I knew waaaay more people who owned the magic little few-hundred-dollar box that makes the picture games come up on the TV than I knew people who owned the two-thousand-dollar desktop machine with a shabby monitor that many times required you to dig into config files and compilers to play anything (it sure did Wheel of Fortune and Yahtzee good, though!)
I understand the situation was probably rather different in the US than it was in Europe and Australia, for example. But I did mention "home computers" as they were called back then. Things like the Commodore 64 were not significantly more expensive than consoles, and they also could be hooked up to the TV set. I also don't think they were that much harder to use - and some console hardware of that era was notoriously flaky and troublesome (most consumer electronic gear was somewhat flaky in the 80s).
For example, many of the home computers of the time took game cartridges, just like the consoles, which didn't require any more fiddling around than a console did. So, I'm generally not referring to the IBM-PC style of computer (although those were used for gaming, but typically in wealthier households, and not until years later - more late-1980s).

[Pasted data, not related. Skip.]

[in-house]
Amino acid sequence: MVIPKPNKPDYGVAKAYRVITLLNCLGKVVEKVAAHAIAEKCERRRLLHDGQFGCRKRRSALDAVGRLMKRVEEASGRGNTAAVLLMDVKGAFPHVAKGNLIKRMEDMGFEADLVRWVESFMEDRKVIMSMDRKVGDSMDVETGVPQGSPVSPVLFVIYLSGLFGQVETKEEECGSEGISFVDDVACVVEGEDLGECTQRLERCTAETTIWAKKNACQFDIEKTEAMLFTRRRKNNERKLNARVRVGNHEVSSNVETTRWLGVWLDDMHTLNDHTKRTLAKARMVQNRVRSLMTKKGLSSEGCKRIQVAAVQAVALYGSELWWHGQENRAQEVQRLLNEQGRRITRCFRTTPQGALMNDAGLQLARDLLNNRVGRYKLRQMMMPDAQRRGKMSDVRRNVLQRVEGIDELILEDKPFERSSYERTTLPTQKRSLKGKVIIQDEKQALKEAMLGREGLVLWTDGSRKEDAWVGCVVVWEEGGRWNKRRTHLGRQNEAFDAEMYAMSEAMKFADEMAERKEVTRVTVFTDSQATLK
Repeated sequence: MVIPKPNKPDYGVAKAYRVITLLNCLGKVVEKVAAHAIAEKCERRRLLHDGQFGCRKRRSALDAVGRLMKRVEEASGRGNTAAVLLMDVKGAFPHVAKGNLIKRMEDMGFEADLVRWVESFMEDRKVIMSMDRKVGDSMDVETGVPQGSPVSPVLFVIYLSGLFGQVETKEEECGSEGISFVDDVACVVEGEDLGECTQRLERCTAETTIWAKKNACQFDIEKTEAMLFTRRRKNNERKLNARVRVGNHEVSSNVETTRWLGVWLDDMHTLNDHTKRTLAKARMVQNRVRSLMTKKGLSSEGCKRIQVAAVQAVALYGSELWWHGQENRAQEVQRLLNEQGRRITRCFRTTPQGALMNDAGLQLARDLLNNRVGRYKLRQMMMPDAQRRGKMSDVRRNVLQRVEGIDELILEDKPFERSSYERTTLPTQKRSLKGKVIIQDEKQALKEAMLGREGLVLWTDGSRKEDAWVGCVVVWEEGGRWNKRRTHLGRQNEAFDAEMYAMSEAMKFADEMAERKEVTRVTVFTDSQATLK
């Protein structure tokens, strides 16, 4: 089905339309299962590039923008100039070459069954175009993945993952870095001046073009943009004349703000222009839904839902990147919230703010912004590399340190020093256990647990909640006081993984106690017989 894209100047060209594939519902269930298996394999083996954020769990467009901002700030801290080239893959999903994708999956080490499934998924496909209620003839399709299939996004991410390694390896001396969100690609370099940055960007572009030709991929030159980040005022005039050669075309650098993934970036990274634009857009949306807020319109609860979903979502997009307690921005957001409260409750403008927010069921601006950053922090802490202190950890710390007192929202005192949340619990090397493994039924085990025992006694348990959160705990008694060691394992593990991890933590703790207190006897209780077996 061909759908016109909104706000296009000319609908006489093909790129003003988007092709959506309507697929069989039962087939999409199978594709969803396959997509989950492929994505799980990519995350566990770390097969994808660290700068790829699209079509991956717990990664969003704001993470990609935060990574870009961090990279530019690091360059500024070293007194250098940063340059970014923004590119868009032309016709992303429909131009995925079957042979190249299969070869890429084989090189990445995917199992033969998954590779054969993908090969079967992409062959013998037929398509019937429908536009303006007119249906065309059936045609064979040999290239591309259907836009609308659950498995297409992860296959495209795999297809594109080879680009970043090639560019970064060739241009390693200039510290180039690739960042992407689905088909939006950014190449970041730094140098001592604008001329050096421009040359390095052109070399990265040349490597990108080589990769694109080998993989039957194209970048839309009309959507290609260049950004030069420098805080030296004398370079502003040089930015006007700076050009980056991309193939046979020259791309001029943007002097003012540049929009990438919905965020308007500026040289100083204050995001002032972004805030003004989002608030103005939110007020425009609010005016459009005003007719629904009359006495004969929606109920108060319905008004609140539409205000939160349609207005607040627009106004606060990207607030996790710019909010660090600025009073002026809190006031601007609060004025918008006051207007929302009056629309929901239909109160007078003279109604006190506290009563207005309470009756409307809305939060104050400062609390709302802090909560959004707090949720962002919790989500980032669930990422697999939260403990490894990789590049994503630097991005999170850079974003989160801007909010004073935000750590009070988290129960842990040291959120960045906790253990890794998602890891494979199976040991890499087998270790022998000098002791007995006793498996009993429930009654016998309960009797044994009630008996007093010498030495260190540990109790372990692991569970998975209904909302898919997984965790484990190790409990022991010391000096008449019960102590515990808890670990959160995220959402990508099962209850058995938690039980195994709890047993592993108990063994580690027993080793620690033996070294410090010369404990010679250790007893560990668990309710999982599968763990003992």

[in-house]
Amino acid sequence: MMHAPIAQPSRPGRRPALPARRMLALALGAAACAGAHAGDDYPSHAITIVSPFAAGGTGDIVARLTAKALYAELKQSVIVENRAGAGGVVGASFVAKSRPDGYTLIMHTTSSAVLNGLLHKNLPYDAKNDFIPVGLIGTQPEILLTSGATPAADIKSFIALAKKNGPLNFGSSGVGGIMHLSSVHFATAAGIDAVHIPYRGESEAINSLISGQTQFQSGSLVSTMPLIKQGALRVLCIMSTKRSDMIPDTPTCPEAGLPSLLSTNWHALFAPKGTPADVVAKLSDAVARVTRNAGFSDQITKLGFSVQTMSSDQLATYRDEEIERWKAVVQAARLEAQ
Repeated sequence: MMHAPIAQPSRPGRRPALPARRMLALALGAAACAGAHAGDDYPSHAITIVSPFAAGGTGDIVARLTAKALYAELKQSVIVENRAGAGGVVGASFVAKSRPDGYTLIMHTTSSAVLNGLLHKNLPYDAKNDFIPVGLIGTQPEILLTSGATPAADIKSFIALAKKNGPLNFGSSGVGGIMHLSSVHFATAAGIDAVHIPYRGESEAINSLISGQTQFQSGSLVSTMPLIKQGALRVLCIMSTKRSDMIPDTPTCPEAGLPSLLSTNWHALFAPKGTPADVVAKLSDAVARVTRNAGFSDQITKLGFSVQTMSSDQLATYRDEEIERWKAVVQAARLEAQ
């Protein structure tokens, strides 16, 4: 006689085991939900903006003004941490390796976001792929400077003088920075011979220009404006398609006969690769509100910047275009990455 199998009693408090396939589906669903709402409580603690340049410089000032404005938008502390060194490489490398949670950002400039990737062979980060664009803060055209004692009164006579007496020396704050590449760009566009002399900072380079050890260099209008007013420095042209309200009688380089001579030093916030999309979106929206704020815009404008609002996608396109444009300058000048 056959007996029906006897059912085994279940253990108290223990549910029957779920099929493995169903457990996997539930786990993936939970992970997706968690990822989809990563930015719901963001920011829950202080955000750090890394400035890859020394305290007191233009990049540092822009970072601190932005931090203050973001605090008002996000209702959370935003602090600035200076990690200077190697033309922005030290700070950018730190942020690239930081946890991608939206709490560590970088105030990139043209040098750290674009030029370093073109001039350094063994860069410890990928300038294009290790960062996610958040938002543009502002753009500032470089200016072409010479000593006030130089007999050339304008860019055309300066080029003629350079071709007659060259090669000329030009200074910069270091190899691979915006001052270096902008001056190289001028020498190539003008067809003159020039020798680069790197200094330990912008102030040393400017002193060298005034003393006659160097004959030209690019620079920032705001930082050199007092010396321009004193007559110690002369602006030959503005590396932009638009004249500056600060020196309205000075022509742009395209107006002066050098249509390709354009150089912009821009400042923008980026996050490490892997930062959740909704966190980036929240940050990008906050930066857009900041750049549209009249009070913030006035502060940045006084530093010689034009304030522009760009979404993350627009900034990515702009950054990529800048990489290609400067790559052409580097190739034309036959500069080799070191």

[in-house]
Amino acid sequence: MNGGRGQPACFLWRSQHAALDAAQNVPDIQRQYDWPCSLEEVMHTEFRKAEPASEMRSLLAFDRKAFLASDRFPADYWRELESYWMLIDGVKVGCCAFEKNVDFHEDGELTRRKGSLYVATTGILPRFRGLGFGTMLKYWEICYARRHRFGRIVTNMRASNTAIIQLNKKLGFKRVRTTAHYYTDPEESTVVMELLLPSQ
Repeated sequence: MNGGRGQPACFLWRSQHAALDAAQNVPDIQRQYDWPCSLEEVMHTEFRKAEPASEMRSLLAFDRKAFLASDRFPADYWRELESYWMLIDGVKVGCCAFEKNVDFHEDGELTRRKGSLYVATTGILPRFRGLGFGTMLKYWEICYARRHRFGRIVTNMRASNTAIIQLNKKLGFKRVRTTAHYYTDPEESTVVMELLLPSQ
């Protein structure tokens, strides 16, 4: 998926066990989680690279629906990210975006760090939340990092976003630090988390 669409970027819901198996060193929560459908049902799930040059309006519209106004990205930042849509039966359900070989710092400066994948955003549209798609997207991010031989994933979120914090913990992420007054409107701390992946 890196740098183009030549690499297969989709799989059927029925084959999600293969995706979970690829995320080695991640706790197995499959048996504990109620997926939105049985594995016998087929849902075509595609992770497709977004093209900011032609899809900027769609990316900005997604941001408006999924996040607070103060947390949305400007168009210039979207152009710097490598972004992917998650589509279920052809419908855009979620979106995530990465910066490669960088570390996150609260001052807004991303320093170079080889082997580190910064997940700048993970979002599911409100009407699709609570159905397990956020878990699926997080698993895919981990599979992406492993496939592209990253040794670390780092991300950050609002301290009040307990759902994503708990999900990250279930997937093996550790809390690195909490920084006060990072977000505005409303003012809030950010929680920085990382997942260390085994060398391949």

With a multi-purpose home computer costing only a few hundred dollars, and a single-purpose game console also costing a few hundred dollars, it wasn't a difficult economic for many families to buy the home computer that could play games and
do a bunch of other useful stuff, than to buy the much more limited console in a similar price range. Again, I know that game consoles were relatively more popular in the US and Japan, but in the rest of the world, the reverse was often true.
All the issues (compatibility, useability, exclusivity, adaptability) were about a millions times more important in the day than they are now, from a consumer standpoint.
I'd strongly disagree with this one. At hat time, there was no "standard" Operating System or hardware for home computers. There was a multitude of competing proprietary systems - far more than there are today. And "usability" wasn't something that was taken for granted. People expected that they had to learn how to use something like a computer. People even expected to have to build their own hardware, or learn to program them.
It was like the days when a car owner would expect that they would have to learn how to do mechanical maintenance in order to be a driver.